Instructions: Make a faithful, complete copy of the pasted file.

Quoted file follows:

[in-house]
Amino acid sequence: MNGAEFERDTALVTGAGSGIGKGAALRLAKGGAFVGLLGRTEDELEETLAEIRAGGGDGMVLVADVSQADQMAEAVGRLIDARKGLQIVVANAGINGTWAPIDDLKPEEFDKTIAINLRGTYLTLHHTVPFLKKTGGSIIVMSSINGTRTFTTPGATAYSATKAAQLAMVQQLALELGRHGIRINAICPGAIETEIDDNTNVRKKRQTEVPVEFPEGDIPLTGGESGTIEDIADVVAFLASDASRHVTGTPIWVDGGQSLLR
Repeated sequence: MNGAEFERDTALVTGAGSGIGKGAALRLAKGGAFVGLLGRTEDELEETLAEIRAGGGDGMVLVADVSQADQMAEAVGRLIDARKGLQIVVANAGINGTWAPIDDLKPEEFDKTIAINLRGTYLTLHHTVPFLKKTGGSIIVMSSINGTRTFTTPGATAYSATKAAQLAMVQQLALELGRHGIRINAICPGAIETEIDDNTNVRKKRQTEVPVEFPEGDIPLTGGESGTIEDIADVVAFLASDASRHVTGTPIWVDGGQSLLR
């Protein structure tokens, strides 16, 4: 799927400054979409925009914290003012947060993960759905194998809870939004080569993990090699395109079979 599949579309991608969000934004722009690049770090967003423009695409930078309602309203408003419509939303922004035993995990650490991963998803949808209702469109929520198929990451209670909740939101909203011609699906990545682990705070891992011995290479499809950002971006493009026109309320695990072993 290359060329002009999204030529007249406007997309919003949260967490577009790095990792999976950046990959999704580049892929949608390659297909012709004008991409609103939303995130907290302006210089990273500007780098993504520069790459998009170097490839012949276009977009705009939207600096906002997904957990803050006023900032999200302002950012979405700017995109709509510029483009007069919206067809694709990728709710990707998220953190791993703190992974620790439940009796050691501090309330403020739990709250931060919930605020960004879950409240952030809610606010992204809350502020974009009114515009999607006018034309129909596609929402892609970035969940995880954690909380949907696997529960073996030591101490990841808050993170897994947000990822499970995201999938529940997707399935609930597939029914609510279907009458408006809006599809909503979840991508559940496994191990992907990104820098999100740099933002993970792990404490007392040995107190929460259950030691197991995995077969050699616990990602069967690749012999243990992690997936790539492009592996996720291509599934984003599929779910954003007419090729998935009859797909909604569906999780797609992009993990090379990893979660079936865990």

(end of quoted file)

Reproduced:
[in-house]
Amino acid sequence: MNGAEFERDTALVTGAGSGIGKGAALRLAKGGAFVGLLGRTEDELEETLAEIRAGGGDGMVLVADVSQADQMAEAVGRLIDARKGLQIVVANAGINGTWAPIDDLKPEEFDKTIAINLRGTYLTLHHTVPFLKKTGGSIIVMSSINGTRTFTTPGATAYSATKAAQLAMVQQLALELGRHGIRINAICPGAIETEIDDNTNVRKKRQTEVPVEFPEGDIPLTGGESGTIEDIADVVAFLASDASRHVTGTPIWVDGGQSLLR
Repeated sequence: MNGAEFERDTALVTGAGSGIGKGAALRLAKGGAFVGLLGRTEDELEETLAEIRAGGGDGMVLVADVSQADQMAEAVGRLIDARKGLQIVVANAGINGTWAPIDDLKPEEFDKTIAINLRGTYLTLHHTVPFLKKTGGSIIVMSSINGTRTFTTPGATAYSATKAAQLAMVQQLALELGRHGIRINAICPGAIETEIDDNTNVRKKRQTEVPVEFPEGDIPLTGGESGTIEDIADVVAFLASDASRHVTGTPIWVDGGQSLLR
């Protein structure tokens, strides 16, 4: 799927400054979409925009914290003012947060993960759905194998809870939004080569993990090699395109079979 599949579309991608969000934004722009690049770090967003423009695409930078309602309203408003419509939303922004035993995990650490991963998803949808209702469109929520198929990451209670909740939101909203011609699906990545682990705070891992011995290479499809950002971006493009026109309320695990072993 290359060329002009999204030529007249406007997309919003949260967490577009790095990792999976950046990959999704580049892929949608390659297909012709004008991409609103939303995130907290302006210089990273500007780098993504520069790459998009170097490839012949276009977009705009939207600096906002997904957990803050006023900032999200302002950012979405700017995109709509510029483009007069919206067809694709990728709710990707998220953190791993703190992974620790439940009796050691501090309330403020739990709250931060919930605020960004879950409240952030809610606010992204809350502020974009009114515009999607006018034309129909596609929402892609970035969940995880954690909380949907696997529960073996030591101490990841808050993170897994947000990822499970995201999938529940997707399935609930597939029914609510279907009458408006809006599809909503979840991508559940496994191990992907990104820098999100740099933002993970792990404490007392040995107190929460259950030691197991995995077969050699616990990602069967690749012999243990992690997936790539492009592996996720291509599934984003599929779910954003007419090729998935009859797909909604569906999780797609992009993990090379990893979660079936865990």